The farm reforms are good but there are other problems as well

The three farm reform bills are structured on the recommendations of a state agriculture ministers panel that submitted its report in 2013

V S Pandey

Farm sector reforms such as amending the Essential Commodities Act, liberalising the provisions of the Agriculture Produce Marketing Committee Acts and contract farming etc. have been debated for decades. After these reforms have been shaped into law, farmers are on the war path in several states to oppose them. Many opposition parties have come out in support of farmers and are demanding withdrawal of these steps.
The agriculture produce market regulation scheme has had a long history. It all started in the British period with the Berar Cotton and Grain Market act of 1887 in the Hyderabad Residency. This law marked the beginning of the agriculture marketing scene in the country which got support of the Royal Commission on Agriculture 1928 that recommended establishment of regulated markets and establishment of market yards. Later, the Government of India prepared a model bill and circulated it to all the states in 1938 but nothing much happened before Independence.

Once India gained freedom, most of the states during the sixties and seventies enacted the agriculture produce marketing laws. Over a period of time, several limitations and constraints of the present agricultural marketing system such as lack of sufficient markets and inadequate marketing infrastructure, high incidence of market fee/charges and lack of competition with a long chain of intermediaries became apparent. Accordingly, the Union agriculture ministry formulated a Model APMC Act/Rules on agricultural marketing in consultation with the state governments and circulated it to them for adoption in 2003 and 2007 respectively. Several States initiated steps to amend their APMC Acts/Rules, but there was variation in adoption of the contents and coverage of reforms to the APMC Acts/Rules across the States/UTs. Further, as per government of India documents, during discussions and consultations at various levels, there was a persistent demand for expediting reforms in agricultural marketing in order to facilitate private sector investment in this important area. To suggest measures to overcome the farm sector marketing issues, the UPA Government set up an empowered committee of state ministers in-charge of agricultural marketing on 2 March 2010 to persuade various States/UTs to implement the reforms in agriculture marketing through adoption of Model APMC Act and the Rules.

The committee submitted its interim report in 2011 to the then Union agriculture minister Sharad Pawar and the final report in January 2013, recommending reforms in agriculture marketing to ensure barrier-free marketing of the produce by farmers and participation of private players along with promoting contract farming. The three farm bills are along the lines recommended by this committee of state ministers in-charge of agriculture marketing.

Undoubtedly, nobody can oppose the idea that the farmers should have complete freedom to sell their produce to any one who offers them the highest price and they should not be compelled to sell their produce only in the designated mandi. Similarly, the “one nation one market” concept is an ideal, which needs to be pursued and implemented per se. The concept of contract farming is in vogue in cane-growing areas for decades so we have the experience to weigh the pros and cons of this initiative and ensure putting in place such a mechanism which can rule out any possibility of farmers being cheated or taken for a ride by private players.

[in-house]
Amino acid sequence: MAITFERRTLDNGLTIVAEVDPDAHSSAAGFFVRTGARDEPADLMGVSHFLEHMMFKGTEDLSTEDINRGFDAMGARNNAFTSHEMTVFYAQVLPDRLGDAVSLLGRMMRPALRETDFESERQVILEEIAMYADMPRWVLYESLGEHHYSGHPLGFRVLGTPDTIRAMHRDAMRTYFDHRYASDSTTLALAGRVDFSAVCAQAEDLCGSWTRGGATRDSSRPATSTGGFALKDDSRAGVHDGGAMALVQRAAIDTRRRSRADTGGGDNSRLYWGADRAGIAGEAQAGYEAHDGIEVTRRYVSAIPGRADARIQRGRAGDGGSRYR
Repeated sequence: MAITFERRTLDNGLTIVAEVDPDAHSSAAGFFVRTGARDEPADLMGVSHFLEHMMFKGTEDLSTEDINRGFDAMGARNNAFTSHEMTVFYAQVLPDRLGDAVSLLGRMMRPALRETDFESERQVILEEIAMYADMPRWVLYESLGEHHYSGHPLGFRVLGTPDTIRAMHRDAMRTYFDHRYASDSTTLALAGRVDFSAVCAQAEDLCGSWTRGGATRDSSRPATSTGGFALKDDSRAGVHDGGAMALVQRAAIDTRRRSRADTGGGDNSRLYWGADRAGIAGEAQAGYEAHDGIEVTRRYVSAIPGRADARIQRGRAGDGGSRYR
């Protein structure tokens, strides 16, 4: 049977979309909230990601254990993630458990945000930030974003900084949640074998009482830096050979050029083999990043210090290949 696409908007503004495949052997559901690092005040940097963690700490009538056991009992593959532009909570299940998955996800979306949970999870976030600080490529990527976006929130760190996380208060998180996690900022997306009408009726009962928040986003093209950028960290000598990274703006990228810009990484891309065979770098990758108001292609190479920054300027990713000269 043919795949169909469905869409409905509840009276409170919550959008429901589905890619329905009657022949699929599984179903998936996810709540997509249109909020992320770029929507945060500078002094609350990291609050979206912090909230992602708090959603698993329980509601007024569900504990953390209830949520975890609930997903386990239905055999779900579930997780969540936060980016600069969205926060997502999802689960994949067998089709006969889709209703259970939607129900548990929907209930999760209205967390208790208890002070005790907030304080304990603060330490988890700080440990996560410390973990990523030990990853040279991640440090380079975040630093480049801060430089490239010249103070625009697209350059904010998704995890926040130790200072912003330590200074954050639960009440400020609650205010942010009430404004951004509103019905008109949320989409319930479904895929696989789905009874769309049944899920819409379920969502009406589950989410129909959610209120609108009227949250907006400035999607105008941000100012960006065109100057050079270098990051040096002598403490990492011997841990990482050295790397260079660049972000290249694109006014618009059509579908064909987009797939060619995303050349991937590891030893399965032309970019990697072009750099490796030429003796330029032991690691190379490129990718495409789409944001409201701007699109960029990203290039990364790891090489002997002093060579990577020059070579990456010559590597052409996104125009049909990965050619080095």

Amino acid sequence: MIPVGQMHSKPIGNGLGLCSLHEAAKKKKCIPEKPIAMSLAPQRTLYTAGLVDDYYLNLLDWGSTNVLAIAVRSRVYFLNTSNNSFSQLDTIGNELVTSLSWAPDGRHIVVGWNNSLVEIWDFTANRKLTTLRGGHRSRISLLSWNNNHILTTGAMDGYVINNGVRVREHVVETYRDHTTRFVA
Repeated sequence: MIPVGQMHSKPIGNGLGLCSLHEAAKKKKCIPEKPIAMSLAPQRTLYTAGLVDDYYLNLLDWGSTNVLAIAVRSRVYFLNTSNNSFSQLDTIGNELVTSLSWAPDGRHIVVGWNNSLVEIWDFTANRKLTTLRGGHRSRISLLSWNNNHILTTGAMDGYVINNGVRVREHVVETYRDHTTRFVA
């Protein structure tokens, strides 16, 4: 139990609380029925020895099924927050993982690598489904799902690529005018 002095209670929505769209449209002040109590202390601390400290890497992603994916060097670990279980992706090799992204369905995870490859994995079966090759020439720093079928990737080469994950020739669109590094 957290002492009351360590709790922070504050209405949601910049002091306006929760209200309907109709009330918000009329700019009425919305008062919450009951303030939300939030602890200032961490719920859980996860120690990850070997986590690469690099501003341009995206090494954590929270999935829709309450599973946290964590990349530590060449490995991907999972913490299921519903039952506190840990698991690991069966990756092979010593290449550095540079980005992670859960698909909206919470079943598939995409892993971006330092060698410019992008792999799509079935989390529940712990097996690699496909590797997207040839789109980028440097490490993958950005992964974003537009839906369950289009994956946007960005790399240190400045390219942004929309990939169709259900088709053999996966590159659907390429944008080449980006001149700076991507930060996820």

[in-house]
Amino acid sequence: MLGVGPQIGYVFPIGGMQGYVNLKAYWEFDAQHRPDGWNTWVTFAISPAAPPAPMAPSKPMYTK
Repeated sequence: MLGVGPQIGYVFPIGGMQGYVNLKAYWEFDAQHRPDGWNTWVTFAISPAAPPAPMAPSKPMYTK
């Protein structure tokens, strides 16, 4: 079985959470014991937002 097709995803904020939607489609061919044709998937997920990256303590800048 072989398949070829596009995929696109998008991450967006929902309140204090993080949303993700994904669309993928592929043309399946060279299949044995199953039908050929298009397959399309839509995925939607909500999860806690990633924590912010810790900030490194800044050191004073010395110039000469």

But the distinction between the agriculture produce market and all other product markets has to be kept in mind while carrying out market reforms. It is to be understood that the agri-produce marketing is different from the marketing of manufactured commodities because of the special characteristics like perishability of the products and seasonality of production since they cannot be produced throughout the year. In the harvest season, prices have to fall due to demand and supply mismatch unlike the supply of manufactured products whose production can be adjusted as per demand .With the varying supply, the demand remaining almost constant, the prices of agricultural products crash during the harvest season. This is where the support of the government through minimum support price becomes extremely crucial to prevent distress sale of farm produce. So any kind of market reform and opening up of markets to private players has to be accompanied by effective implementation and continuation of minimum support price scheme for all kinds of agri-products. Looking at the prevailing scenario, no government can dare withdraw the MSP scheme. Hence, farmers need not worry on this count. The PM has also made it clear that the MSP scheme will continue.

But these legislations are not going to solve all other problems ailing the farm sector. The government has to take steps to urgently fix the problem of supply of uncertified and poor quality seeds, overuse of chemical fertilizers, corruption in fertilizer subsidy regime, dwindling irrigation potential across the country, lack of proper extension services, wide spread corruption in food crop procurement and storage operations, lack of cold chain facilities, shortages in storage capacity, lack of agro-based industries and fixing of remunerative procurement prices etc. Since nearly 60% of our population is dependent on agriculture, the time has come to turn the nation’s focus towards them. No empty promises but sincere actions are the need of the hour. (Courtesy: Hindustan Times)

(VS Pandey is a former IAS officer. He retired as secretary, department of fertilisers in the Government of India)

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